“In any case, I need to prepare that for the Ambassador.” She included a notice for payment request upon receipt for Stitcher to cash in at the Holy Maiden Boutique and hoped that the assassin wouldn’t gossip about her unusual request to Ghost.
‘I wonder, would Tristan be more annoyed with Eleanora or me if he knew what these powders were for?’
In her next letter to Lord Austin, Merchant Captain of the Golden Lion, Carina included another request for four benign herbs from Strugna. She also added a large order for plant bulbs of a rare herb called Spector’s Breath.
The temperamental plant grew along Strugna’s northern coastline and could be detected at first light when it gave off a cloud of blue mist due to its unusually cold properties. If harvested at dawn and kept out of the sun, the plant would retain this chilling effect for months at a time. The bulbs could then be transplanted into any soil kept in a dark room and create a basement “fridge” of sorts.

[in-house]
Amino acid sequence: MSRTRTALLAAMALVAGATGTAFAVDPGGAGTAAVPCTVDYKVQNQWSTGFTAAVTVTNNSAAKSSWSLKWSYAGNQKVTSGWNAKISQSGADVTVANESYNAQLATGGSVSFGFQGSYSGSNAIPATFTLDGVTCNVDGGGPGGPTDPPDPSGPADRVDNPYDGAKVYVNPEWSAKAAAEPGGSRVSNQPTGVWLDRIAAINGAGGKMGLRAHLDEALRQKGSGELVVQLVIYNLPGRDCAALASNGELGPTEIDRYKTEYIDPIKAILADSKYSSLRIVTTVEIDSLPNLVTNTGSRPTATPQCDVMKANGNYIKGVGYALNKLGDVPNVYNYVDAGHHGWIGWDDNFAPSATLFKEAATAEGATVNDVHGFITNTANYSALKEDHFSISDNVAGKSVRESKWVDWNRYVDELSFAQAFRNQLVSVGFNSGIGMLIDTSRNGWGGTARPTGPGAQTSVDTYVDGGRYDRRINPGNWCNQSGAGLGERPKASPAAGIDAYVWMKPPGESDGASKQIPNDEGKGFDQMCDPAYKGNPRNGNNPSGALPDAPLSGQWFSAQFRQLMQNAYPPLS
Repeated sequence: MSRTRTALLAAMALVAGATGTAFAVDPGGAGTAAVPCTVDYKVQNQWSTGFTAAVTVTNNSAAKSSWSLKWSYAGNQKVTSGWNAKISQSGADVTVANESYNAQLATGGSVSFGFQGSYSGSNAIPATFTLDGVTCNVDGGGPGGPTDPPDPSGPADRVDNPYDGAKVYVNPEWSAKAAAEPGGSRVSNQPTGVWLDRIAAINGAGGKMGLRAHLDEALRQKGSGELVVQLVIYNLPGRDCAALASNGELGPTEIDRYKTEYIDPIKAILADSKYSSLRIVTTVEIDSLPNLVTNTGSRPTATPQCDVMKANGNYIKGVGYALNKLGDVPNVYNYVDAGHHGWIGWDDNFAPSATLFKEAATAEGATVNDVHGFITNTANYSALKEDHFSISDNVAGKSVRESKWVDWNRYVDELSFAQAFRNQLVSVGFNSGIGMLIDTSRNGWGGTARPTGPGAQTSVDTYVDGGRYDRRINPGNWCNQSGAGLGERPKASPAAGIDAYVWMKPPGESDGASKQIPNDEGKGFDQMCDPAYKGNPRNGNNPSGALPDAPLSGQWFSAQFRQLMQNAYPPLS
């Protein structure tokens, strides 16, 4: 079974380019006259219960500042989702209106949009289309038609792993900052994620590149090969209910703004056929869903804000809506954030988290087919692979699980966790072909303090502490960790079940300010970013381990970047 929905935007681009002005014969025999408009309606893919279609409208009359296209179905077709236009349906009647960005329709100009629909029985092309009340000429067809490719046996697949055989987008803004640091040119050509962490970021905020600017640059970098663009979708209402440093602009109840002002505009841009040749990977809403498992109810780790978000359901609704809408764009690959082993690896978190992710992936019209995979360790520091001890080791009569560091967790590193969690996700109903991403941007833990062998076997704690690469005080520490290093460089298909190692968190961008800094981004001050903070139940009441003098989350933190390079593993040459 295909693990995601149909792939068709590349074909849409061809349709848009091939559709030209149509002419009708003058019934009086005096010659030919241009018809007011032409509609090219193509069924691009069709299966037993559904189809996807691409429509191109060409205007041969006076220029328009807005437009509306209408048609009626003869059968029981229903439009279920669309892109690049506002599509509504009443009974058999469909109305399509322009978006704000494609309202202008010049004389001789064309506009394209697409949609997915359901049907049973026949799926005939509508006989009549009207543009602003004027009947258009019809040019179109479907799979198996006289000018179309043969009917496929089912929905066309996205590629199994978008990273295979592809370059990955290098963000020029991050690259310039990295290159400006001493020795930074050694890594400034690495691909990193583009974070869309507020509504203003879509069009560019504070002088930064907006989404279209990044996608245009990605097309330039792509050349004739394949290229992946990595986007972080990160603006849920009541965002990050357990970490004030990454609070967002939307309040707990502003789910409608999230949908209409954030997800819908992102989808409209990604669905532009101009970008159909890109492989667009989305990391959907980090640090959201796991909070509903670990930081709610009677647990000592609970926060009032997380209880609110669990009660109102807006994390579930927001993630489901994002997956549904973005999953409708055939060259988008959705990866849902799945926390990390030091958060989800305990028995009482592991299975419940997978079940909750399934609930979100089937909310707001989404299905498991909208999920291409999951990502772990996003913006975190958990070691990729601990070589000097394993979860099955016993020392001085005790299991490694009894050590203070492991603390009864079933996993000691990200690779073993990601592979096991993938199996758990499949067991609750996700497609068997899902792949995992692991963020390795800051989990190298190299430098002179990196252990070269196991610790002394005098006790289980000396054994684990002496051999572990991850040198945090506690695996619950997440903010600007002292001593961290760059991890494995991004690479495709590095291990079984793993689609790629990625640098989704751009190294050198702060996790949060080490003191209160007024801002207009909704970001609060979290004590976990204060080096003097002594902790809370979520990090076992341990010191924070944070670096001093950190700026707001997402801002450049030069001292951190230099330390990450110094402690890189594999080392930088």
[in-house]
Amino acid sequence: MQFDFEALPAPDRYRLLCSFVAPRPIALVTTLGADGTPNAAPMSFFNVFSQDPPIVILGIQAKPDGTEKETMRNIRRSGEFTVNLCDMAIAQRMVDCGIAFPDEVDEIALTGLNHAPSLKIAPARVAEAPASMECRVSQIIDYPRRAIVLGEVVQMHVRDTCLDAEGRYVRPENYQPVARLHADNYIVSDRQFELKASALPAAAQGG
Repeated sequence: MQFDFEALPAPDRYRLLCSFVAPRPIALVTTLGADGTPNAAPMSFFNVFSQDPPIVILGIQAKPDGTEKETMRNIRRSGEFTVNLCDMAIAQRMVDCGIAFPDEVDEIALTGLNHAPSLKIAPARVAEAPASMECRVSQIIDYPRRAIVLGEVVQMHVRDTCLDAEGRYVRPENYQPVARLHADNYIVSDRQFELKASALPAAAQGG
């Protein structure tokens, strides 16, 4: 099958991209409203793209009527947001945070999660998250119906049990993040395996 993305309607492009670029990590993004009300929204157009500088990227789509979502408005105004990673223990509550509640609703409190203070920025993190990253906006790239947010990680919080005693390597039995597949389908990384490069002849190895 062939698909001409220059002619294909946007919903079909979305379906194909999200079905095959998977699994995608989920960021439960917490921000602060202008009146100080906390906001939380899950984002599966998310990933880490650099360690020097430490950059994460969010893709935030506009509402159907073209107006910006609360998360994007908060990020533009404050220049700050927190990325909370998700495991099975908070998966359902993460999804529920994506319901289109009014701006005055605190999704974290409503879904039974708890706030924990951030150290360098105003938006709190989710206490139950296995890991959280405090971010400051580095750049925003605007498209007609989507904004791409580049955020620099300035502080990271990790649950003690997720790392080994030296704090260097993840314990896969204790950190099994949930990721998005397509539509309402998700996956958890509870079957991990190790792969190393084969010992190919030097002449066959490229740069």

This unusual but resourceful trait made the plant a costly commodity of luxury for Strugna’s nobles and wealthy merchants. But Carina hoped to use the plant in hospital storage units she was building for the medication that had already arrived and was being prepared by Lambert’s alchemists.
She also planned to use her recently appointed domain of Averly to build a suitable enclosed greenhouse environment to grow the herbs more locally. ‘After all, according to the Herbal Encyclopedia I studied, they once grew in Lafeara in abundance. If I can cultivate enough here, they will prove invaluable not only for storing medicine long term but with the added benefit of cooling down patients with fever.’
With her invisible yet detailed request complete, Carina signed the letter as Lady Aconitum and set it aside to dry with Stitcher’s message. She considered the empty pages still before her and pulled out another envelope, which she addressed to Ruttenberg Inn and her old mentor, Madame Maylea. Then, using a single sheet of paper and black ink, Carina wrote the prearranged message.
‘The songbird has reached her desired perch but lacks the grace to dance before the crown. Would that my old instructor might provide a more suitable candidate to please this foreign prince.